by Pierce Nahigyan
If he had struggled up out of an algaed lagoon he would have been no wetter. The sweat was thick on his shoulders, as resilient as oil, and yet it sluiced down his body’s gullies, pooling in his clavicle and pouring through the split in his chest. He labored hard at the mass of pink stone and with the growing despair that he was losing himself. He was melting, shedding volumes of moisture that he could not replenish. If there was a river somewhere in the infernal world of the painting it would have boiled long ago.
He didn’t know how far the world extended but he could not risk foraging on the open plateau. He didn’t have the time, and his red and peeling skin did not have the fortitude. He dug now at the pink stone, chipping it away with the blunt edge of a piece of the pyramid, his fingernails already cracked from where he’d clawed. Charlie had gazed long and hard at the inside out dog, this monument to madness, before he realized there was something inside it, something that radiated a faint breath of relief. It was awful, that hint of chill, and he circled the stone in heat-crazed frenzy until his hand slid over a translucent quartz. It shocked him with its temperature. Anywhere else it would have been lukewarm but here, under the spiraling volcano, it was downright soothing. He began to scratch at the quartz. There was something inside, inside the crystal. But it was hard going, so he picked up a stone and began to dig, pouring sweat and cursing while the sun turned his brain into a pounding blancmange inside his skull.
He smashed at the rock. He did not know how long he dug but for every layer of silica he shaved away the chill intensified, so he kept smashing, casting aside broken rudiments of tools and fetching others until he’d tunneled partway into the quartz and loosened the fat pearl that glowed within.
Charlie reached into the gouge and grasped the pearl. He wrenched at it, groaning, the jagged edges tearing at his sweat slickened forearm, until he tore it free and fell backward onto the dirt.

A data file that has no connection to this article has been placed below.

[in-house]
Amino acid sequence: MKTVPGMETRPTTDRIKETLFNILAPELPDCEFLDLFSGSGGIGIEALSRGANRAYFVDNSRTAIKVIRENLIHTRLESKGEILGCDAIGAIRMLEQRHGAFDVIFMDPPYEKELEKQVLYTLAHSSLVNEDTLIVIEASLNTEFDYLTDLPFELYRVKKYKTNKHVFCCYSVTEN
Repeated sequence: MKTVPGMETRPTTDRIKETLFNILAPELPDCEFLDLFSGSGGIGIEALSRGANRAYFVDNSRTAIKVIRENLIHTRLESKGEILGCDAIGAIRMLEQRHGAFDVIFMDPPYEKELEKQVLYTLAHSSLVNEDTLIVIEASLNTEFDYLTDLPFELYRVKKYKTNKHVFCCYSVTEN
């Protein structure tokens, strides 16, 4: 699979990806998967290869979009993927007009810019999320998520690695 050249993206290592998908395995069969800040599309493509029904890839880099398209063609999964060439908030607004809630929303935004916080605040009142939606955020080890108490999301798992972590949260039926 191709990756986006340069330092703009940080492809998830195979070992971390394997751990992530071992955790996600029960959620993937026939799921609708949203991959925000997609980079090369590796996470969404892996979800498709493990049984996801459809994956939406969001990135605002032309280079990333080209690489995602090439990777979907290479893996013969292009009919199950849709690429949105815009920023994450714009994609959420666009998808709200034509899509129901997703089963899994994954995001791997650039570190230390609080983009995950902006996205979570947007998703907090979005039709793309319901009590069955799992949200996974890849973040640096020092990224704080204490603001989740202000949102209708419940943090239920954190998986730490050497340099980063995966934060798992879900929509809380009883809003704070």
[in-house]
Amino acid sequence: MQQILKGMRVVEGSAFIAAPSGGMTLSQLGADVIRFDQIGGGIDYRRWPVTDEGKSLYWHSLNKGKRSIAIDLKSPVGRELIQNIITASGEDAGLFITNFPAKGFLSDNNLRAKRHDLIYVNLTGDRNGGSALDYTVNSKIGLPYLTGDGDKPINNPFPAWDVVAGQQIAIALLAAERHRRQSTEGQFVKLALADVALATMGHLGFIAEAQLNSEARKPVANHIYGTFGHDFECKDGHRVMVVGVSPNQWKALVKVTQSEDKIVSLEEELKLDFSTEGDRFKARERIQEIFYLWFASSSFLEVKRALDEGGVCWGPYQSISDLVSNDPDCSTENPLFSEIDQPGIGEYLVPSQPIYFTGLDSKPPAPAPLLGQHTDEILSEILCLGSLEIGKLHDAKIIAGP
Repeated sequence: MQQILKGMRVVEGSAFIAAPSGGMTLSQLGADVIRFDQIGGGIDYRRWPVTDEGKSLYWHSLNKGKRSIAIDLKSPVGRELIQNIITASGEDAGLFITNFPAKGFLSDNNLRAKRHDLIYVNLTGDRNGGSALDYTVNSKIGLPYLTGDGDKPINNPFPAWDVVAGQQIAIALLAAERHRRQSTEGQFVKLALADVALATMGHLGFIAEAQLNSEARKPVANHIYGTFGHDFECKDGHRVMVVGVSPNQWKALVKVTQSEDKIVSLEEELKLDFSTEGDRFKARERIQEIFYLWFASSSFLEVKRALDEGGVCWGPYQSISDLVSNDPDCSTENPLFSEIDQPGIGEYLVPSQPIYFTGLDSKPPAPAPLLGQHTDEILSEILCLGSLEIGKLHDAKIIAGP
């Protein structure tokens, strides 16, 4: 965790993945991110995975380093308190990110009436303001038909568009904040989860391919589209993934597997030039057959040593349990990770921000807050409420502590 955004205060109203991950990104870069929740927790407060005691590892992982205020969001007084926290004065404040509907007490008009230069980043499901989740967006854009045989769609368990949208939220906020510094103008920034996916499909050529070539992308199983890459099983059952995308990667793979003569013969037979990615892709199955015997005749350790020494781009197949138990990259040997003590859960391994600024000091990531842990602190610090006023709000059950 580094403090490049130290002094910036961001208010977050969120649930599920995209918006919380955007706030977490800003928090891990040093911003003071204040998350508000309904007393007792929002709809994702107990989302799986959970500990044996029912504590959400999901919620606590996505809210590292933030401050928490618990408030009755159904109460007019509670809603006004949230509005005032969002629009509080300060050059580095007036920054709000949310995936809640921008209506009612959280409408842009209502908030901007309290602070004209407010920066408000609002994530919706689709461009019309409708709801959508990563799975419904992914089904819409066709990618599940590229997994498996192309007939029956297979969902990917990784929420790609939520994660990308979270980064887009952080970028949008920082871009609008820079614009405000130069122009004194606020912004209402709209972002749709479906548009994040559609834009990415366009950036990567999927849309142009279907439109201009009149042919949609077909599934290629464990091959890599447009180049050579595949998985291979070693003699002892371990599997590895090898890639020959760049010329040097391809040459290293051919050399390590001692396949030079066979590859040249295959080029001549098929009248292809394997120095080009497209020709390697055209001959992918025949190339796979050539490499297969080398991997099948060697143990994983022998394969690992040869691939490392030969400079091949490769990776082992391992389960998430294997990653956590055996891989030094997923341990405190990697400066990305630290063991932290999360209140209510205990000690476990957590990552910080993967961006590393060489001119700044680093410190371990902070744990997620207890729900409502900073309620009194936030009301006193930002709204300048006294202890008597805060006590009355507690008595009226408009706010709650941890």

He lay there, supine and catatonic for a moment, as the pearl, a milky adularia, rested on his stomach and pumped an arctic balm in time with the beating of his heart. He cupped the stone to his body and rubbed it up his neck, to his chin and cheeks, finally resting it on his forehead. He let out a long, low groan…that was answered by the boulder.
Charlie sat up and watched as the pink rock collapsed onto itself once more, softly lumping together as if caught within a magma flow. The veins glowed and sucked into the gouge he’d left in the rock, followed by the granular surface, the whole of the formation spinning into the center like heated gas circling a black hole. Charlie gripped the adularia tight and shielded his eyes as the boulder cracked like thunder and blazed as white as lightning.
When the shockwave had passed and the dust was settling down to the baked earth, Charlie opened his eyes. Squatting in the blasted circle where the pink boulder had come to rest was a bronze man painted in white and black, thick white spirals around his eyes. He rose to his feet and regarded Charlie with a look that bespoke many things, inconvenience, discomfort and embarrassment chief among them. His tattooed wrists were bound in Miss Thoomesto’s silver handcuffs.
“Charlie Ben Studdard,” said the man.